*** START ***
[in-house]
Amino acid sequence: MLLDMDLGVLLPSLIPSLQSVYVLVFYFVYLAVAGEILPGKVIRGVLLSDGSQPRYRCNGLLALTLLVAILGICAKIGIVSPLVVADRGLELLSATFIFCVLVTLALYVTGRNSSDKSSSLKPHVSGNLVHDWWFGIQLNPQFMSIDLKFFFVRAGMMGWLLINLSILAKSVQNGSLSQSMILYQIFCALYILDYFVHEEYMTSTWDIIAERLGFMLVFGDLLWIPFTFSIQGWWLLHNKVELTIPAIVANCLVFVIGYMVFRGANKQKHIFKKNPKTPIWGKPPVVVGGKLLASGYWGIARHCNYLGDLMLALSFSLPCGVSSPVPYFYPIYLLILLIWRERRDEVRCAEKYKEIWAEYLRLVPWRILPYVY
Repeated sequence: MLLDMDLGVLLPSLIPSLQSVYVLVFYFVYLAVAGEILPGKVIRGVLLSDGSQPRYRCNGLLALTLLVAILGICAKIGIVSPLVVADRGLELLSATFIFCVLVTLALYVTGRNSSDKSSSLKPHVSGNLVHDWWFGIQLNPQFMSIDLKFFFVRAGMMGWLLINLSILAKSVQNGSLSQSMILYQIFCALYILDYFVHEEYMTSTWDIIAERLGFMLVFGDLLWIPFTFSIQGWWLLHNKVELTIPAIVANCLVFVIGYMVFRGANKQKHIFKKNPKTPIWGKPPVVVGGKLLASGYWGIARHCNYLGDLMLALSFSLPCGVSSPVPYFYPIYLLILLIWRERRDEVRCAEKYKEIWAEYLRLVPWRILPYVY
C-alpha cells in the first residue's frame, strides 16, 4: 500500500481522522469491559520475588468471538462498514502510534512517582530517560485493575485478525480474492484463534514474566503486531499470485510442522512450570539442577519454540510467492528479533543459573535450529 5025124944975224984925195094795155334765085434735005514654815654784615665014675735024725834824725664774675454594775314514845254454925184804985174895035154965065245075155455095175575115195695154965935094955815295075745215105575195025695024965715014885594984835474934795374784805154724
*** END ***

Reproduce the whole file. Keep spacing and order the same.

[in-house]
Amino acid sequence: MLLDMDLGVLLPSLIPSLQSVYVLVFYFVYLAVAGEILPGKVIRGVLLSDGSQPRYRCNGLLALTLLVAILGICAKIGIVSPLVVADRGLELLSATFIFCVLVTLALYVTGRNSSDKSSSLKPHVSGNLVHDWWFGIQLNPQFMSIDLKFFFVRAGMMGWLLINLSILAKSVQNGSLSQSMILYQIFCALYILDYFVHEEYMTSTWDIIAERLGFMLVFGDLLWIPFTFSIQGWWLLHNKVELTIPAIVANCLVFVIGYMVFRGANKQKHIFKKNPKTPIWGKPPVVVGGKLLASGYWGIARHCNYLGDLMLALSFSLPCGVSSPVPYFYPIYLLILLIWRERRDEVRCAEKYKEIWAEYLRLVPWRILPYVY
Repeated sequence: MLLDMDLGVLLPSLIPSLQSVYVLVFYFVYLAVAGEILPGKVIRGVLLSDGSQPRYRCNGLLALTLLVAILGICAKIGIVSPLVVADRGLELLSATFIFCVLVTLALYVTGRNSSDKSSSLKPHVSGNLVHDWWFGIQLNPQFMSIDLKFFFVRAGMMGWLLINLSILAKSVQNGSLSQSMILYQIFCALYILDYFVHEEYMTSTWDIIAERLGFMLVFGDLLWIPFTFSIQGWWLLHNKVELTIPAIVANCLVFVIGYMVFRGANKQKHIFKKNPKTPIWGKPPVVVGGKLLASGYWGIARHCNYLGDLMLALSFSLPCGVSSPVPYFYPIYLLILLIWRERRDEVRCAEKYKEIWAEYLRLVPWRILPYVY
C-alpha cells in the first residue's frame, strides 16, 4: 500500500481522522469491559520475588468471538462498514502510534512517582530517560485493575485478525480474492484463534514474566503486531499470485510442522512450570539442577519454540510467492528479533543459573535450529 5025124944975224984925195094795155334765085434735005514654815654784615665014675735024725834824725664774675454594775314514845254454925184804985174895035154965065245075155455095175575115195695154965935094955815295075745215105575195025695024965715014885594984835474934795374784805154724